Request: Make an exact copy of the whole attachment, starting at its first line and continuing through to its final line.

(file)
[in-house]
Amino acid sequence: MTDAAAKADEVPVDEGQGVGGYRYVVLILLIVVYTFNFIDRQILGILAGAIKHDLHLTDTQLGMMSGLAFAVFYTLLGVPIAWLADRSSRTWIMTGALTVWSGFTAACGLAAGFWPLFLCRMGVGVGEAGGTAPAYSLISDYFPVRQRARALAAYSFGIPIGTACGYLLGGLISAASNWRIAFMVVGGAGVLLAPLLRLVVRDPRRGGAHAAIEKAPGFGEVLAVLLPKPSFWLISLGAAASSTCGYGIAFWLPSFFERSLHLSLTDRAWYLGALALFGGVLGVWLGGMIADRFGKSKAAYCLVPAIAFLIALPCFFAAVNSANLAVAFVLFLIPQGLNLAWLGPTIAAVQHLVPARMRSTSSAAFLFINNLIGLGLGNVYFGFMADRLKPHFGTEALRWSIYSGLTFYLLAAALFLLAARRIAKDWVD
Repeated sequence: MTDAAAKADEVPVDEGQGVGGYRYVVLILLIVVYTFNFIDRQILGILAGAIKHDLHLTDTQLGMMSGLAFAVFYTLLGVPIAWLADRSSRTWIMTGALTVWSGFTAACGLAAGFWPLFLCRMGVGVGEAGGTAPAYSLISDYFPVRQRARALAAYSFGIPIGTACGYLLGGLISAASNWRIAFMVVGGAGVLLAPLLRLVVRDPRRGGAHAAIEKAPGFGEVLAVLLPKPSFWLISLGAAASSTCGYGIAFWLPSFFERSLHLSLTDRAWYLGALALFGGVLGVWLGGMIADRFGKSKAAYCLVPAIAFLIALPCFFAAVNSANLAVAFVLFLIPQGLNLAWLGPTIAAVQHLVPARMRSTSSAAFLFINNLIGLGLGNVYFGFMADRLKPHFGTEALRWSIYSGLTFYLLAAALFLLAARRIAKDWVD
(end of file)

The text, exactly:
[in-house]
Amino acid sequence: MTDAAAKADEVPVDEGQGVGGYRYVVLILLIVVYTFNFIDRQILGILAGAIKHDLHLTDTQLGMMSGLAFAVFYTLLGVPIAWLADRSSRTWIMTGALTVWSGFTAACGLAAGFWPLFLCRMGVGVGEAGGTAPAYSLISDYFPVRQRARALAAYSFGIPIGTACGYLLGGLISAASNWRIAFMVVGGAGVLLAPLLRLVVRDPRRGGAHAAIEKAPGFGEVLAVLLPKPSFWLISLGAAASSTCGYGIAFWLPSFFERSLHLSLTDRAWYLGALALFGGVLGVWLGGMIADRFGKSKAAYCLVPAIAFLIALPCFFAAVNSANLAVAFVLFLIPQGLNLAWLGPTIAAVQHLVPARMRSTSSAAFLFINNLIGLGLGNVYFGFMADRLKPHFGTEALRWSIYSGLTFYLLAAALFLLAARRIAKDWVD
Repeated sequence: MTDAAAKADEVPVDEGQGVGGYRYVVLILLIVVYTFNFIDRQILGILAGAIKHDLHLTDTQLGMMSGLAFAVFYTLLGVPIAWLADRSSRTWIMTGALTVWSGFTAACGLAAGFWPLFLCRMGVGVGEAGGTAPAYSLISDYFPVRQRARALAAYSFGIPIGTACGYLLGGLISAASNWRIAFMVVGGAGVLLAPLLRLVVRDPRRGGAHAAIEKAPGFGEVLAVLLPKPSFWLISLGAAASSTCGYGIAFWLPSFFERSLHLSLTDRAWYLGALALFGGVLGVWLGGMIADRFGKSKAAYCLVPAIAFLIALPCFFAAVNSANLAVAFVLFLIPQGLNLAWLGPTIAAVQHLVPARMRSTSSAAFLFINNLIGLGLGNVYFGFMADRLKPHFGTEALRWSIYSGLTFYLLAAALFLLAARRIAKDWVD